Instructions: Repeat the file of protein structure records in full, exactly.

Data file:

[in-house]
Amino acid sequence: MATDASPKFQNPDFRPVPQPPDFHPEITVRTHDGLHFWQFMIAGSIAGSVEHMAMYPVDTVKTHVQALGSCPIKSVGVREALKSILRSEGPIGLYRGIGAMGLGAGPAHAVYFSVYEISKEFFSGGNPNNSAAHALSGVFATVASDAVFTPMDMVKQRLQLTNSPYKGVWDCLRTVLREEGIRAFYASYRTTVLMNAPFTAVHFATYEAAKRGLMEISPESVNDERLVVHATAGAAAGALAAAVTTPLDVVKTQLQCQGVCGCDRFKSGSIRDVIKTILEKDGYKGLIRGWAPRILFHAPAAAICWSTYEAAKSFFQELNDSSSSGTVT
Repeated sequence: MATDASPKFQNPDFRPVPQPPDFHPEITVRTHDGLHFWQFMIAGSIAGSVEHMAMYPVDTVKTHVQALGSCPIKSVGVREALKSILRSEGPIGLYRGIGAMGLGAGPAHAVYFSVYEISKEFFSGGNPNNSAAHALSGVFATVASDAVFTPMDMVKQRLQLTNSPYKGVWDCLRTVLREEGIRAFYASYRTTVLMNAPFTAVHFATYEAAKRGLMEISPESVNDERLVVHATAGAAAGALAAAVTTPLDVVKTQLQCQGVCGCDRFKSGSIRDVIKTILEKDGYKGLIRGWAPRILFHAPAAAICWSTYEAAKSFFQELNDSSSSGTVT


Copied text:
[in-house]
Amino acid sequence: MATDASPKFQNPDFRPVPQPPDFHPEITVRTHDGLHFWQFMIAGSIAGSVEHMAMYPVDTVKTHVQALGSCPIKSVGVREALKSILRSEGPIGLYRGIGAMGLGAGPAHAVYFSVYEISKEFFSGGNPNNSAAHALSGVFATVASDAVFTPMDMVKQRLQLTNSPYKGVWDCLRTVLREEGIRAFYASYRTTVLMNAPFTAVHFATYEAAKRGLMEISPESVNDERLVVHATAGAAAGALAAAVTTPLDVVKTQLQCQGVCGCDRFKSGSIRDVIKTILEKDGYKGLIRGWAPRILFHAPAAAICWSTYEAAKSFFQELNDSSSSGTVT
Repeated sequence: MATDASPKFQNPDFRPVPQPPDFHPEITVRTHDGLHFWQFMIAGSIAGSVEHMAMYPVDTVKTHVQALGSCPIKSVGVREALKSILRSEGPIGLYRGIGAMGLGAGPAHAVYFSVYEISKEFFSGGNPNNSAAHALSGVFATVASDAVFTPMDMVKQRLQLTNSPYKGVWDCLRTVLREEGIRAFYASYRTTVLMNAPFTAVHFATYEAAKRGLMEISPESVNDERLVVHATAGAAAGALAAAVTTPLDVVKTQLQCQGVCGCDRFKSGSIRDVIKTILEKDGYKGLIRGWAPRILFHAPAAAICWSTYEAAKSFFQELNDSSSSGTVT